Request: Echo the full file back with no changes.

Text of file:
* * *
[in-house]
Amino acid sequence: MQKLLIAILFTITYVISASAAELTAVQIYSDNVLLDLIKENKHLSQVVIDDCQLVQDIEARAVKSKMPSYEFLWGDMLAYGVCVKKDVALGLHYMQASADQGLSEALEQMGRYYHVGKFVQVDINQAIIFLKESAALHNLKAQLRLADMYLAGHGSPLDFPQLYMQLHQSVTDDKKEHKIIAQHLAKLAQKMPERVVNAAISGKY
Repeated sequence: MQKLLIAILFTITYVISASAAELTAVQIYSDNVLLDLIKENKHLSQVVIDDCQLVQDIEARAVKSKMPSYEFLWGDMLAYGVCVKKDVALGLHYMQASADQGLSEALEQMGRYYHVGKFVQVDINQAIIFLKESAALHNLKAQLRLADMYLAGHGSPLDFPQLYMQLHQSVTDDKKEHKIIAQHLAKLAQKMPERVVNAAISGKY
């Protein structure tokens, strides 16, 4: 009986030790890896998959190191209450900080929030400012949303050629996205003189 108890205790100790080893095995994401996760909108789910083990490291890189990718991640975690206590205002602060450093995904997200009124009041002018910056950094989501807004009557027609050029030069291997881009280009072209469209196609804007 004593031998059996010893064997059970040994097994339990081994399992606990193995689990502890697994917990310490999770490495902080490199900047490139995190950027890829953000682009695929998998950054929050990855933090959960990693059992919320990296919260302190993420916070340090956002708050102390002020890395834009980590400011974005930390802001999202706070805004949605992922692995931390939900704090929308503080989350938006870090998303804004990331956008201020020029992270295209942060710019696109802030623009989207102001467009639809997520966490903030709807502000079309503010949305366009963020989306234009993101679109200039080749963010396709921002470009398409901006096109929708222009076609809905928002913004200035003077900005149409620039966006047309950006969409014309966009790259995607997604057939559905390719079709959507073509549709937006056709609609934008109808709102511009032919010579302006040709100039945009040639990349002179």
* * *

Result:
[in-house]
Amino acid sequence: MQKLLIAILFTITYVISASAAELTAVQIYSDNVLLDLIKENKHLSQVVIDDCQLVQDIEARAVKSKMPSYEFLWGDMLAYGVCVKKDVALGLHYMQASADQGLSEALEQMGRYYHVGKFVQVDINQAIIFLKESAALHNLKAQLRLADMYLAGHGSPLDFPQLYMQLHQSVTDDKKEHKIIAQHLAKLAQKMPERVVNAAISGKY
Repeated sequence: MQKLLIAILFTITYVISASAAELTAVQIYSDNVLLDLIKENKHLSQVVIDDCQLVQDIEARAVKSKMPSYEFLWGDMLAYGVCVKKDVALGLHYMQASADQGLSEALEQMGRYYHVGKFVQVDINQAIIFLKESAALHNLKAQLRLADMYLAGHGSPLDFPQLYMQLHQSVTDDKKEHKIIAQHLAKLAQKMPERVVNAAISGKY
């Protein structure tokens, strides 16, 4: 009986030790890896998959190191209450900080929030400012949303050629996205003189 108890205790100790080893095995994401996760909108789910083990490291890189990718991640975690206590205002602060450093995904997200009124009041002018910056950094989501807004009557027609050029030069291997881009280009072209469209196609804007 004593031998059996010893064997059970040994097994339990081994399992606990193995689990502890697994917990310490999770490495902080490199900047490139995190950027890829953000682009695929998998950054929050990855933090959960990693059992919320990296919260302190993420916070340090956002708050102390002020890395834009980590400011974005930390802001999202706070805004949605992922692995931390939900704090929308503080989350938006870090998303804004990331956008201020020029992270295209942060710019696109802030623009989207102001467009639809997520966490903030709807502000079309503010949305366009963020989306234009993101679109200039080749963010396709921002470009398409901006096109929708222009076609809905928002913004200035003077900005149409620039966006047309950006969409014309966009790259995607997604057939559905390719079709959507073509549709937006056709609609934008109808709102511009032919010579302006040709100039945009040639990349002179």